Brussels criminal court orders the arrest of 80ies high government officials of Guatemala and sends them on to Assizes

The investigative chamber of the Brussels criminal court decided to send the suspects of the murder and disappearance of 3 Belgian members of CICM Missionaries at the start of the 80ies to the chamber of indictment of Brussels. She also issued international arrest warrants for them, which emphasizes the severity of these crimes. This enables the extradition to Belgium if they get apprehended.

The chamber considered the case of such severity to send it to the court of Assizes, competent for these international crimes.

Between now and the trial for the court of Assizes, the chamber of indictment is the next hurdle.

The families of the victims want, first and foremost, to receive more information on the precise circumstances of these crimes.

“A trial will give us the opportunity to know the real events of the situation in Guatemala and the brutal oppression that hasn’t subsided since” according to Carlos Colson, nephew of the murdered Walter Voordeckers.

Furthermore they also want to perpetrators to answer to their actions and to be prosecuted and sentenced for these crimes.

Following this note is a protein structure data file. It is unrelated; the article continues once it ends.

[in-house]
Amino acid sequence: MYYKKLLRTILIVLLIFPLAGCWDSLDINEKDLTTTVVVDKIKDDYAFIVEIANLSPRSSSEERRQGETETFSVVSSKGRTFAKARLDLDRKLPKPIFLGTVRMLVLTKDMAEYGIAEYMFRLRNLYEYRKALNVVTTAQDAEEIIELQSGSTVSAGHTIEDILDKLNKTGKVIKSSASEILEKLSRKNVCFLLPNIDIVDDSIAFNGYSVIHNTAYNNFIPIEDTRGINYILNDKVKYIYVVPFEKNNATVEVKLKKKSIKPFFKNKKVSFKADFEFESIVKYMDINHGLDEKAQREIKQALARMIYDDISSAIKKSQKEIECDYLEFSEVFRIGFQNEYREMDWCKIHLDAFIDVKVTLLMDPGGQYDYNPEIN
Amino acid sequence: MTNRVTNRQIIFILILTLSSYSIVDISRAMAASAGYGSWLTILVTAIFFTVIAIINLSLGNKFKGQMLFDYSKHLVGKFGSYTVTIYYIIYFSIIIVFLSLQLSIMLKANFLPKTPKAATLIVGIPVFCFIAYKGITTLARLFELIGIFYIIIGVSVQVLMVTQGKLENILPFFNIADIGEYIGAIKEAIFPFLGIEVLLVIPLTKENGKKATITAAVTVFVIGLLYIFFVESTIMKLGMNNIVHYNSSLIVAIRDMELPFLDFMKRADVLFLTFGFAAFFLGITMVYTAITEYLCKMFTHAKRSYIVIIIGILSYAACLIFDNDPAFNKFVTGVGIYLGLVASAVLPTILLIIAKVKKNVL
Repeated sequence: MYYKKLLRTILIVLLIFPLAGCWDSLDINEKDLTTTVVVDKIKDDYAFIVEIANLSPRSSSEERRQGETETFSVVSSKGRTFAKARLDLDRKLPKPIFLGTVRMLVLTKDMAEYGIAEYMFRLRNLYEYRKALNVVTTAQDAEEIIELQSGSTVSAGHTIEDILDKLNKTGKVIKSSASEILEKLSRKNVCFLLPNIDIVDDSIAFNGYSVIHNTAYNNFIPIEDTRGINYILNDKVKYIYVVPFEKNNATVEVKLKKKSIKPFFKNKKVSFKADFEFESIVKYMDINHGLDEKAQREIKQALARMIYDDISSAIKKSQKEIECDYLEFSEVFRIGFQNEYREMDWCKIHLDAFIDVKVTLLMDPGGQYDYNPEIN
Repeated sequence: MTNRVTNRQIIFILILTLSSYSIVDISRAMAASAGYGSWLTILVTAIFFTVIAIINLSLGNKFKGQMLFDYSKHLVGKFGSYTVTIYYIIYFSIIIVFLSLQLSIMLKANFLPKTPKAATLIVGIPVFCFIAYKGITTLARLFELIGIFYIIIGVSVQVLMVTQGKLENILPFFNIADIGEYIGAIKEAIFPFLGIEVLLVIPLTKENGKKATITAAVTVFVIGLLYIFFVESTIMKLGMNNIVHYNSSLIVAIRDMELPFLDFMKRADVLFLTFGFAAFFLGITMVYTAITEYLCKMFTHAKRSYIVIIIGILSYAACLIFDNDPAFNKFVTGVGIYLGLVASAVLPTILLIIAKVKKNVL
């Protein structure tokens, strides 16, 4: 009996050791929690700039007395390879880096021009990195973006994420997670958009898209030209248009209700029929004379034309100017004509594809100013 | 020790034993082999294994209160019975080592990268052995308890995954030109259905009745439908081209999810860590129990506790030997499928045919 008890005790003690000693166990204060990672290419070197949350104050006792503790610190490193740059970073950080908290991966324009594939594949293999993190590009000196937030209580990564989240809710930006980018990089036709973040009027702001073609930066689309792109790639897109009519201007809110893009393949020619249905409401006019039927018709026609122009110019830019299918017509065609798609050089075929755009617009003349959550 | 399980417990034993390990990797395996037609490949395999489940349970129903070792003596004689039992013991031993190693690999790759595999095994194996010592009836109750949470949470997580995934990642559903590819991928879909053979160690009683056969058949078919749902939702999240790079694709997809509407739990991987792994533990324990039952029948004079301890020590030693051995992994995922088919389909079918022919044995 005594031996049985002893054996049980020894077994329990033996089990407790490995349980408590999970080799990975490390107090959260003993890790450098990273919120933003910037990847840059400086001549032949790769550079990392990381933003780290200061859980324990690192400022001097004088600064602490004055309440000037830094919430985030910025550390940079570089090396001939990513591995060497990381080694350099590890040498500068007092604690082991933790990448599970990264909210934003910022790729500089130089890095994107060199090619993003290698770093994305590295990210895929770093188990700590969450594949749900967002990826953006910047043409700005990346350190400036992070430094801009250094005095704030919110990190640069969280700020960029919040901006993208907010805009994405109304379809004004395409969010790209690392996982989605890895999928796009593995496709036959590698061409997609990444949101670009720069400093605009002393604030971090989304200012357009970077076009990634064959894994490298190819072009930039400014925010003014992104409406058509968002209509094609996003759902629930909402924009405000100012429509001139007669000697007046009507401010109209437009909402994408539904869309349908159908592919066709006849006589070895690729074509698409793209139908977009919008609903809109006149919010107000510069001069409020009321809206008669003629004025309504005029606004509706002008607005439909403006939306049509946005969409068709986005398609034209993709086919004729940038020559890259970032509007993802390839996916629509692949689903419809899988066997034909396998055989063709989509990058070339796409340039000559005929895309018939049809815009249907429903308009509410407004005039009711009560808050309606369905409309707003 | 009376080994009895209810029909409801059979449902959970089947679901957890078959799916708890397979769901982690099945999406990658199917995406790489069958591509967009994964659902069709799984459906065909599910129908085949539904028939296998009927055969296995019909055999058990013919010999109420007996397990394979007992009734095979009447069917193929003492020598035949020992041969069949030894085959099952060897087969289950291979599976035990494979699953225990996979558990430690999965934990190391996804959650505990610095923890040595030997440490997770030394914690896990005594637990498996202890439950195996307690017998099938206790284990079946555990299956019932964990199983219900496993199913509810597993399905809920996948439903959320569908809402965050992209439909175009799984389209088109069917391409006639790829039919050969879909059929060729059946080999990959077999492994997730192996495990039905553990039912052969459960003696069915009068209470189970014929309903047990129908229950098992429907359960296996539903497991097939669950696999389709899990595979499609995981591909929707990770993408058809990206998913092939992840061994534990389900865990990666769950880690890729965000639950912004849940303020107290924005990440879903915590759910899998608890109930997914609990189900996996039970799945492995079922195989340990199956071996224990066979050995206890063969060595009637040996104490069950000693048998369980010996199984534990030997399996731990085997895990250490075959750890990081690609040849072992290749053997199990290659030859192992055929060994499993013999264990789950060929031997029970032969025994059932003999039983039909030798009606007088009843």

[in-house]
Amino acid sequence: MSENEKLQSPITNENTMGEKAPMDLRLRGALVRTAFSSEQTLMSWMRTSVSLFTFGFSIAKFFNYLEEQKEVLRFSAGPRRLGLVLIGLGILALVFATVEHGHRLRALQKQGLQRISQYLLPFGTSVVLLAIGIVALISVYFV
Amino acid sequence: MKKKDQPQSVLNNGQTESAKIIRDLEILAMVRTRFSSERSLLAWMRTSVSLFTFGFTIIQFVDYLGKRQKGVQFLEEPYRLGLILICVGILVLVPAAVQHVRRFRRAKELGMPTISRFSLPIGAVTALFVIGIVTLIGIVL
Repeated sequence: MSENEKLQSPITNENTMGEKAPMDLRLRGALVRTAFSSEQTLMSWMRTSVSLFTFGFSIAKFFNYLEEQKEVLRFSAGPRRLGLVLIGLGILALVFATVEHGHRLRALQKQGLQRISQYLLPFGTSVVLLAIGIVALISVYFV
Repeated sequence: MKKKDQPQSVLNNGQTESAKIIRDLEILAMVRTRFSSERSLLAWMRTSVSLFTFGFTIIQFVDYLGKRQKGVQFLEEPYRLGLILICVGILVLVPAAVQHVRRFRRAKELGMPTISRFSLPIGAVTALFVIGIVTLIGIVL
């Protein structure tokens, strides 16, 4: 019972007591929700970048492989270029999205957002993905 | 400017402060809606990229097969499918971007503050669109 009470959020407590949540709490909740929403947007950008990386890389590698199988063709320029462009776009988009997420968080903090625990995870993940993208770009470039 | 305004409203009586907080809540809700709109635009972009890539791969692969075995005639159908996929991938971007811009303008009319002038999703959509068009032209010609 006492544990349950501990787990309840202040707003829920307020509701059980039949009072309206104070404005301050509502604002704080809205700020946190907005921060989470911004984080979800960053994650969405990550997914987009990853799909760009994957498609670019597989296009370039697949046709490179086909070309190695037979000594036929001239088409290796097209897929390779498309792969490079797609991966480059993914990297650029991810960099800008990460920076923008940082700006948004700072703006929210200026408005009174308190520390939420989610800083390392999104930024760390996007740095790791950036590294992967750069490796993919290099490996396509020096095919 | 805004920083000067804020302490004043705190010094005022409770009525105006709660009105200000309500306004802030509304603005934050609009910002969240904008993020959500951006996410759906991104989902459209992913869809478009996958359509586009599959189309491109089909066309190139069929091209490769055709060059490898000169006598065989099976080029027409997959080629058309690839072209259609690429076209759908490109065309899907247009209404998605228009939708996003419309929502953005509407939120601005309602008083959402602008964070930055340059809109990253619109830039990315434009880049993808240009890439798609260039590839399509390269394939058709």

“This is an important step to more justice for our loved ones, but it’s also a real sign of support for the Guatemalan population” says Johan Capiau, brother of Ward Capiau, who was murdered at a military traffic stop en whose body was never found.

Last and not least, the families want to show their solidarity with the many Guatemalan victims during the civil war and after.

“Bringing the truth to light and requiring the perpetrators to explain themselves, enables the efforts and sacrifice of our killed family members with the Guatemalan people to remain meaningful.” Stefaan Berten, brother of the disappeared Serge Berten.

Justice at last in sight in the case of the murdered and disappeared

On 17 May 2022, the Brussels’ Council Chamber will meet to review the investigation into the murder and kidnapping of Belgian religious persons in Guatemala. The facts date back more than 40 years.  The surviving relatives are still counting on justice.

Because crimes against humanity never die: not in Belgium, not in Guatemala.

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